Original GAR cap with wreath badge and white leather belt with brass GAR belt buckle used by a Civil War veteran for dress parade. The white painted leather belts (or even white canvas belts) are common but the cap painted white is rather unique. In the dusk before evening, a veteran marching with these accoutrements might have seemed a “ghost soldier.” (Credit: William F. Howard Collection)
In 1866, a new organization was formed by veterans of the conflict called The "Grand Army of the Republic" (GAR). The organization was dedicated to the principles of “Fraternity, Charity and Loyalty.” The GAR was a fraternal fellowship organization made up of Civil War veterans of all branches of the United States service. Veterans who served in the Confederate forces during the Civil War were not allowed GAR membership and formed their own organization known as the United Confederate Veterans, or UCV.
The GAR became a powerful force in both politics and government. The organization supported voting rights for African-American veterans, promoted patriotic education, and lobbied to designate Memorial Day as a national holiday. The GAR also secured Congressional passage of veterans' pensions, and pushed for legislation to preserve Civil War battlefields. By 1890, with a membership of more than 490,000, the GAR was a formidable adversary in the halls of government. Republican politicians across the nation eagerly solicited endorsements and support. The GAR succeeded in supporting the election of five Civil War veterans (all Republicans) to the office of President of the United States. The association between the GAR and the Republican Party became strained in the 1870s went federal policies were relaxed to ease the transition of the former Confederate states back into the federal union. GAR membership struggled and new national leadership of the organization was needed if the group was to survive.
In the 1880s, new leadership of the GAR revived the organization as the GAR pressed Congress to approve pensions for Civil War veterans. With the revival of interest in the GAR, African American veterans joined the GAR in significant numbers and participated in both parades and reunions – even organizing local GAR posts. The GAR, however, approved a Congressional compromise that established pensions for white veterans but ignored African-American soldiers. Most African-American veterans never received any pensions for their wartime service or disabilities.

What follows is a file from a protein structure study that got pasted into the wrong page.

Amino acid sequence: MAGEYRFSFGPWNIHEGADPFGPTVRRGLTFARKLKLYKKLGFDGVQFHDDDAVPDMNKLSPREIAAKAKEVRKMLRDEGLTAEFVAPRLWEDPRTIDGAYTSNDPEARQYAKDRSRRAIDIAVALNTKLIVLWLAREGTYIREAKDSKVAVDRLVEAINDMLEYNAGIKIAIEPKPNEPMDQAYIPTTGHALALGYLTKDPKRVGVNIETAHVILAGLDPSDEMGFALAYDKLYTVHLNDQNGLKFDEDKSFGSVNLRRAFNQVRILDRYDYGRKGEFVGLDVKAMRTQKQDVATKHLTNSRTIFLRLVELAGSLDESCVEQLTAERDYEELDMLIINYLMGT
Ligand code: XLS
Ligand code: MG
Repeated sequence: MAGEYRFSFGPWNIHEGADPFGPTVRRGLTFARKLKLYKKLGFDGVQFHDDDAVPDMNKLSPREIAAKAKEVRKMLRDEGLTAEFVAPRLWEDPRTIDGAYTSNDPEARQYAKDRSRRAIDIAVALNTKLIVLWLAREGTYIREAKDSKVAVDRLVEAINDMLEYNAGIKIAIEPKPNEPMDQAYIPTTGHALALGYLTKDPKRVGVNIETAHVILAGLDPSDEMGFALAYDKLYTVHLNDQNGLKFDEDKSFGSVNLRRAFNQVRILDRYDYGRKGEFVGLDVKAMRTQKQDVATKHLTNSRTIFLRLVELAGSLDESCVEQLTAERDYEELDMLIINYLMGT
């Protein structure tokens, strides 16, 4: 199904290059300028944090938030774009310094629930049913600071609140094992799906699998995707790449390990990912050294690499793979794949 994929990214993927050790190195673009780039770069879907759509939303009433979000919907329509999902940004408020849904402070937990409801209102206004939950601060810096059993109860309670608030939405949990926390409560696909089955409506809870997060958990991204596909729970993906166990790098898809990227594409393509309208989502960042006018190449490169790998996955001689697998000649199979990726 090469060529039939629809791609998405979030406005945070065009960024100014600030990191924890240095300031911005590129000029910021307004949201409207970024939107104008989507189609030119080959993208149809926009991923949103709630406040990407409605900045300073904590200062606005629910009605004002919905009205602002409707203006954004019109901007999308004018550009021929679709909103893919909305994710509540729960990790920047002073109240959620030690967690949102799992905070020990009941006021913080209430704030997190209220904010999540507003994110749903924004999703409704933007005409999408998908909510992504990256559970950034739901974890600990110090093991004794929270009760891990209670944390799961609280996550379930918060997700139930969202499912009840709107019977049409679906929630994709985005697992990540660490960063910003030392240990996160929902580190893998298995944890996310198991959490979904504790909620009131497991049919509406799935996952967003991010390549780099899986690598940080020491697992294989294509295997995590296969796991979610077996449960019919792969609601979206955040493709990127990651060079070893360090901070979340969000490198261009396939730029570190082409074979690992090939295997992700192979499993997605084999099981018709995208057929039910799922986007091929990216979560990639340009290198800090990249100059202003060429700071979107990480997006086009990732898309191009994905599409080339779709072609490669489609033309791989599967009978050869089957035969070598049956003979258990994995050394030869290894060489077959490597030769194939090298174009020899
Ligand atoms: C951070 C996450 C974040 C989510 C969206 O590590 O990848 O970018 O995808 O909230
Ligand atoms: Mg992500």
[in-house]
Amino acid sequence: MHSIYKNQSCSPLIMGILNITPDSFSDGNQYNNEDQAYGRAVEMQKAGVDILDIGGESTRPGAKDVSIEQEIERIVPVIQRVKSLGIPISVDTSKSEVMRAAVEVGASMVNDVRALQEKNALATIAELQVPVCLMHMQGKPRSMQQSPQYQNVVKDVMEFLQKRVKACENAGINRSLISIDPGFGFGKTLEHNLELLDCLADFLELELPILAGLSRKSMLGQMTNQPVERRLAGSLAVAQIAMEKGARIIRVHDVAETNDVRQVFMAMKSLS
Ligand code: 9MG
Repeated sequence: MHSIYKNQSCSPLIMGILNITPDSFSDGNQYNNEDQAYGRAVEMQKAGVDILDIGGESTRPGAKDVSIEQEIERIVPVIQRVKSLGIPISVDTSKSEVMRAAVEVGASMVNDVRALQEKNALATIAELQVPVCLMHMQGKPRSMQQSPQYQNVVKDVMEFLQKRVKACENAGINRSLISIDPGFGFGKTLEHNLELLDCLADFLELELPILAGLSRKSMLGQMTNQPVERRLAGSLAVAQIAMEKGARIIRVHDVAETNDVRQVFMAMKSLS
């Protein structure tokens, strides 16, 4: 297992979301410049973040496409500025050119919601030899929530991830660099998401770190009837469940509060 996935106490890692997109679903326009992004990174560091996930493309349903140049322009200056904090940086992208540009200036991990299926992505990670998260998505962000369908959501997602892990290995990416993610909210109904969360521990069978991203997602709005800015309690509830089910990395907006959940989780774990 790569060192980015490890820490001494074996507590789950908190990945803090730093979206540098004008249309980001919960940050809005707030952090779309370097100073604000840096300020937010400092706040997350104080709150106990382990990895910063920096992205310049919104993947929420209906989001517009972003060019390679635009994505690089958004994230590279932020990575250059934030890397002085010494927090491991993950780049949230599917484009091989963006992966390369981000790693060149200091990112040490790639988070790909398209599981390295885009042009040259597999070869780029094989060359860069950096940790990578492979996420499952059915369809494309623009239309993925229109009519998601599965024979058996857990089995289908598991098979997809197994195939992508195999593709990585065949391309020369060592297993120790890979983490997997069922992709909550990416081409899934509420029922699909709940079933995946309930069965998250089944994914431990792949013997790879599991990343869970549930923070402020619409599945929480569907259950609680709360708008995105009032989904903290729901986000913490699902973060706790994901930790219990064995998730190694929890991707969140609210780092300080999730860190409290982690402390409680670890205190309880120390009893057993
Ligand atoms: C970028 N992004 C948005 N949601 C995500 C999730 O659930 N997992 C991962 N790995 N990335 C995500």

The GAR was organized into "Departments" at the state level and "Posts" at the local level. Specially designed military-style uniforms were worn by its members and could be purchased from any number of post-Civil War military suppliers. There were GAR posts in every state as well as several posts overseas, including London and Paris.
The GAR held national encampments every year from 1866 to 1949. Specific reunions were also held on the battlefields of the Civil War, with large anniversary reunions held at Gettysburg in 1915 and 1938 for the 50th and 75th anniversaries of the great battle. The GAR’s final encampment was held in Indianapolis in 1949, where the last surviving Union veterans of the war voted to dissolve the GAR. The last member of the GAR, Albert Woolson, died in 1956, ending the GAR’s great legacy and link to modern times.
With membership strictly limited to Civil War veterans, the GAR encouraged the formation of auxiliaries and the Sons of Union Veterans to continue the patriotic work of the GAR.
During its existence, enough material was produced to support the organization to challenge the most capable army quartermaster. Uniform coats, swords, belts and caps were produced in staggering numbers. Much of this material still survives and has become highly prized by collectors of military memorabilia. GAR artifacts can sometimes be difficult for some inexperienced antique dealers and collectors to identify and differentiate from equipment used during the Civil War. Great caution should be exercised by beginning collectors as there is a significant price and value disparity between GAR and original Civil War memorabilia. Still, GAR items offer an important connection to the Civil War and the items that survive help to support that connection.
Detail of the GAR hat badge on a Civil War-style forage cap painted white and worn on dress occasions by a Civil War veteran. The cap was manufactured by M.T. Lewis & Son of Philadelphia. An 1899 notice in the Clothiers and Haberdasher’s Weekly indicates that the Company was awarded a contract to produce fall and winter uniforms for the Reading Rail Road. Many outfitters produced uniforms and other items for the GAR, Railroads, and other fraternal organizations.